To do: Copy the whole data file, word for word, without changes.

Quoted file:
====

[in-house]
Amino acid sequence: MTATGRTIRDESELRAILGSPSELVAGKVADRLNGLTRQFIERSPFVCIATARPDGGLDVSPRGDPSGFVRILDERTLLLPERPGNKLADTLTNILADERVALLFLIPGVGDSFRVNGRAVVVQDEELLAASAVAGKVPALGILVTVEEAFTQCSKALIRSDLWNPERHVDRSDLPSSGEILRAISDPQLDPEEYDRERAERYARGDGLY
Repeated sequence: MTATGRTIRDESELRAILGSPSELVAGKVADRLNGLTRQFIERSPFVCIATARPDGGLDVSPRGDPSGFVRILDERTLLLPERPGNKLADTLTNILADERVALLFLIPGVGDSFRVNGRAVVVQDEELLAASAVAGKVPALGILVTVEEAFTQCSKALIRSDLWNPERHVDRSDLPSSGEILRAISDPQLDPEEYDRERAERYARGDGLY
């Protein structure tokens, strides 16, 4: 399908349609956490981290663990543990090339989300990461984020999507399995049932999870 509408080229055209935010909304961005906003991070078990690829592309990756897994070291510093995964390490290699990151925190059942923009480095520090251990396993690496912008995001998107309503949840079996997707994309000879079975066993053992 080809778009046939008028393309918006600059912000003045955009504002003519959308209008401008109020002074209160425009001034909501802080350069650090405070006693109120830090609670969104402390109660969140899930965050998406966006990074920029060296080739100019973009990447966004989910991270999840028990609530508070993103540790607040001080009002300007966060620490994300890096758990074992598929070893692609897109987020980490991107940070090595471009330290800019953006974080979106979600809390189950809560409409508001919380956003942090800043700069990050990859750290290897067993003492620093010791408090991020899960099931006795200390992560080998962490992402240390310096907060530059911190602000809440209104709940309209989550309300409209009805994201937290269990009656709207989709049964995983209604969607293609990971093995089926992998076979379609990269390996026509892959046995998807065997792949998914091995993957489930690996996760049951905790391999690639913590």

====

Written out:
[in-house]
Amino acid sequence: MTATGRTIRDESELRAILGSPSELVAGKVADRLNGLTRQFIERSPFVCIATARPDGGLDVSPRGDPSGFVRILDERTLLLPERPGNKLADTLTNILADERVALLFLIPGVGDSFRVNGRAVVVQDEELLAASAVAGKVPALGILVTVEEAFTQCSKALIRSDLWNPERHVDRSDLPSSGEILRAISDPQLDPEEYDRERAERYARGDGLY
Repeated sequence: MTATGRTIRDESELRAILGSPSELVAGKVADRLNGLTRQFIERSPFVCIATARPDGGLDVSPRGDPSGFVRILDERTLLLPERPGNKLADTLTNILADERVALLFLIPGVGDSFRVNGRAVVVQDEELLAASAVAGKVPALGILVTVEEAFTQCSKALIRSDLWNPERHVDRSDLPSSGEILRAISDPQLDPEEYDRERAERYARGDGLY
């Protein structure tokens, strides 16, 4: 399908349609956490981290663990543990090339989300990461984020999507399995049932999870 509408080229055209935010909304961005906003991070078990690829592309990756897994070291510093995964390490290699990151925190059942923009480095520090251990396993690496912008995001998107309503949840079996997707994309000879079975066993053992 080809778009046939008028393309918006600059912000003045955009504002003519959308209008401008109020002074209160425009001034909501802080350069650090405070006693109120830090609670969104402390109660969140899930965050998406966006990074920029060296080739100019973009990447966004989910991270999840028990609530508070993103540790607040001080009002300007966060620490994300890096758990074992598929070893692609897109987020980490991107940070090595471009330290800019953006974080979106979600809390189950809560409409508001919380956003942090800043700069990050990859750290290897067993003492620093010791408090991020899960099931006795200390992560080998962490992402240390310096907060530059911190602000809440209104709940309209989550309300409209009805994201937290269990009656709207989709049964995983209604969607293609990971093995089926992998076979379609990269390996026509892959046995998807065997792949998914091995993957489930690996996760049951905790391999690639913590």